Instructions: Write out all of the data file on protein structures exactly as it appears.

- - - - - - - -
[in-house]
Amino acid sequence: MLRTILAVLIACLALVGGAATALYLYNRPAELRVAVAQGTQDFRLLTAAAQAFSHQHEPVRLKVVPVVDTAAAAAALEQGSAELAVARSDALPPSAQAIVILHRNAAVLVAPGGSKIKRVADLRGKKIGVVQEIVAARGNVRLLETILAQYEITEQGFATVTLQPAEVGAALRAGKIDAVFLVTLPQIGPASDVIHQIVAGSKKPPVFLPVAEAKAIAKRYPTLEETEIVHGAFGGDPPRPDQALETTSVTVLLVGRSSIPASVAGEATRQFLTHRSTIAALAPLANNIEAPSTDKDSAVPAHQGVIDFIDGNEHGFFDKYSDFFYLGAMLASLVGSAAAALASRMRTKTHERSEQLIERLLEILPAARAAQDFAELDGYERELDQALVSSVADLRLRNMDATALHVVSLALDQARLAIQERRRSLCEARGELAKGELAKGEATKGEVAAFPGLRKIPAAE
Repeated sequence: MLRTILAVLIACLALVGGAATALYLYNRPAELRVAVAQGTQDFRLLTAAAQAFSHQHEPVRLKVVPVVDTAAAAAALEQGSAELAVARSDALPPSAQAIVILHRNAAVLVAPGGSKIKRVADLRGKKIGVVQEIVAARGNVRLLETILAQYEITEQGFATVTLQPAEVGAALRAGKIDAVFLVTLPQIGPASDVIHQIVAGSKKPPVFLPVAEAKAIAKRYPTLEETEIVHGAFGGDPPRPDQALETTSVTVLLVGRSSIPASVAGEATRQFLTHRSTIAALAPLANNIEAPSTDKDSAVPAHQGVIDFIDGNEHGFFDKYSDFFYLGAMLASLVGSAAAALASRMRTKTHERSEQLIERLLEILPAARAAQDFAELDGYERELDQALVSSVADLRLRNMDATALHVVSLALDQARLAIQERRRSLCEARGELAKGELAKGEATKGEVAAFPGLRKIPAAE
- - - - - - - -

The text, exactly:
[in-house]
Amino acid sequence: MLRTILAVLIACLALVGGAATALYLYNRPAELRVAVAQGTQDFRLLTAAAQAFSHQHEPVRLKVVPVVDTAAAAAALEQGSAELAVARSDALPPSAQAIVILHRNAAVLVAPGGSKIKRVADLRGKKIGVVQEIVAARGNVRLLETILAQYEITEQGFATVTLQPAEVGAALRAGKIDAVFLVTLPQIGPASDVIHQIVAGSKKPPVFLPVAEAKAIAKRYPTLEETEIVHGAFGGDPPRPDQALETTSVTVLLVGRSSIPASVAGEATRQFLTHRSTIAALAPLANNIEAPSTDKDSAVPAHQGVIDFIDGNEHGFFDKYSDFFYLGAMLASLVGSAAAALASRMRTKTHERSEQLIERLLEILPAARAAQDFAELDGYERELDQALVSSVADLRLRNMDATALHVVSLALDQARLAIQERRRSLCEARGELAKGELAKGEATKGEVAAFPGLRKIPAAE
Repeated sequence: MLRTILAVLIACLALVGGAATALYLYNRPAELRVAVAQGTQDFRLLTAAAQAFSHQHEPVRLKVVPVVDTAAAAAALEQGSAELAVARSDALPPSAQAIVILHRNAAVLVAPGGSKIKRVADLRGKKIGVVQEIVAARGNVRLLETILAQYEITEQGFATVTLQPAEVGAALRAGKIDAVFLVTLPQIGPASDVIHQIVAGSKKPPVFLPVAEAKAIAKRYPTLEETEIVHGAFGGDPPRPDQALETTSVTVLLVGRSSIPASVAGEATRQFLTHRSTIAALAPLANNIEAPSTDKDSAVPAHQGVIDFIDGNEHGFFDKYSDFFYLGAMLASLVGSAAAALASRMRTKTHERSEQLIERLLEILPAARAAQDFAELDGYERELDQALVSSVADLRLRNMDATALHVVSLALDQARLAIQERRRSLCEARGELAKGELAKGEATKGEVAAFPGLRKIPAAE